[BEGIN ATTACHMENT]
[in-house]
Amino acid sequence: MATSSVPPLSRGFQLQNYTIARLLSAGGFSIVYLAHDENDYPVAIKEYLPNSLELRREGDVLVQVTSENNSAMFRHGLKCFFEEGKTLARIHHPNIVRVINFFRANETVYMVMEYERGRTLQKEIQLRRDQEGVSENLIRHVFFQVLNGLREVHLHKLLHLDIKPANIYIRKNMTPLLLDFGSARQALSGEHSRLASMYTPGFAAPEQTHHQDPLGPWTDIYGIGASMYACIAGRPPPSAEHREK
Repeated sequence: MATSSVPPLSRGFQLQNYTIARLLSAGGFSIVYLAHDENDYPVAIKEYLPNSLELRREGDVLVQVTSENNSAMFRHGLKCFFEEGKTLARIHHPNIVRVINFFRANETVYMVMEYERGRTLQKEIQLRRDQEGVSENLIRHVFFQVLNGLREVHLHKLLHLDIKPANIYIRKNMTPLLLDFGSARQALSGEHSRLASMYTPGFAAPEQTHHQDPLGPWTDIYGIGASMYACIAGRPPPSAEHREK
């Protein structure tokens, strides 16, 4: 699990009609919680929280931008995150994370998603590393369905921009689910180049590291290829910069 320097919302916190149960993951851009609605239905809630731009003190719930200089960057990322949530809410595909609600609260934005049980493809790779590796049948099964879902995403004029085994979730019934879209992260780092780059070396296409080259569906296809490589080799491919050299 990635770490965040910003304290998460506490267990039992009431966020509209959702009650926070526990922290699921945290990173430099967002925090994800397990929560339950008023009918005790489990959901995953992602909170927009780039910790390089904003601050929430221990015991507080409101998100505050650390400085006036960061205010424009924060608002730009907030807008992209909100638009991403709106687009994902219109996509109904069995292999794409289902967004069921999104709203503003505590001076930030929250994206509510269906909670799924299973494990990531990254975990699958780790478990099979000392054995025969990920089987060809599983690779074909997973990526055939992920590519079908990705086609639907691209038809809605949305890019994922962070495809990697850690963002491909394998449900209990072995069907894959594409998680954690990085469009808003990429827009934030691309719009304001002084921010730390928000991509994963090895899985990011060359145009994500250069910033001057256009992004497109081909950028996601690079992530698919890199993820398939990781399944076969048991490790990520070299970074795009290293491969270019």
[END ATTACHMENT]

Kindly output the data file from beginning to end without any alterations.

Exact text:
[in-house]
Amino acid sequence: MATSSVPPLSRGFQLQNYTIARLLSAGGFSIVYLAHDENDYPVAIKEYLPNSLELRREGDVLVQVTSENNSAMFRHGLKCFFEEGKTLARIHHPNIVRVINFFRANETVYMVMEYERGRTLQKEIQLRRDQEGVSENLIRHVFFQVLNGLREVHLHKLLHLDIKPANIYIRKNMTPLLLDFGSARQALSGEHSRLASMYTPGFAAPEQTHHQDPLGPWTDIYGIGASMYACIAGRPPPSAEHREK
Repeated sequence: MATSSVPPLSRGFQLQNYTIARLLSAGGFSIVYLAHDENDYPVAIKEYLPNSLELRREGDVLVQVTSENNSAMFRHGLKCFFEEGKTLARIHHPNIVRVINFFRANETVYMVMEYERGRTLQKEIQLRRDQEGVSENLIRHVFFQVLNGLREVHLHKLLHLDIKPANIYIRKNMTPLLLDFGSARQALSGEHSRLASMYTPGFAAPEQTHHQDPLGPWTDIYGIGASMYACIAGRPPPSAEHREK
């Protein structure tokens, strides 16, 4: 699990009609919680929280931008995150994370998603590393369905921009689910180049590291290829910069 320097919302916190149960993951851009609605239905809630731009003190719930200089960057990322949530809410595909609600609260934005049980493809790779590796049948099964879902995403004029085994979730019934879209992260780092780059070396296409080259569906296809490589080799491919050299 990635770490965040910003304290998460506490267990039992009431966020509209959702009650926070526990922290699921945290990173430099967002925090994800397990929560339950008023009918005790489990959901995953992602909170927009780039910790390089904003601050929430221990015991507080409101998100505050650390400085006036960061205010424009924060608002730009907030807008992209909100638009991403709106687009994902219109996509109904069995292999794409289902967004069921999104709203503003505590001076930030929250994206509510269906909670799924299973494990990531990254975990699958780790478990099979000392054995025969990920089987060809599983690779074909997973990526055939992920590519079908990705086609639907691209038809809605949305890019994922962070495809990697850690963002491909394998449900209990072995069907894959594409998680954690990085469009808003990429827009934030691309719009304001002084921010730390928000991509994963090895899985990011060359145009994500250069910033001057256009992004497109081909950028996601690079992530698919890199993820398939990781399944076969048991490790990520070299970074795009290293491969270019």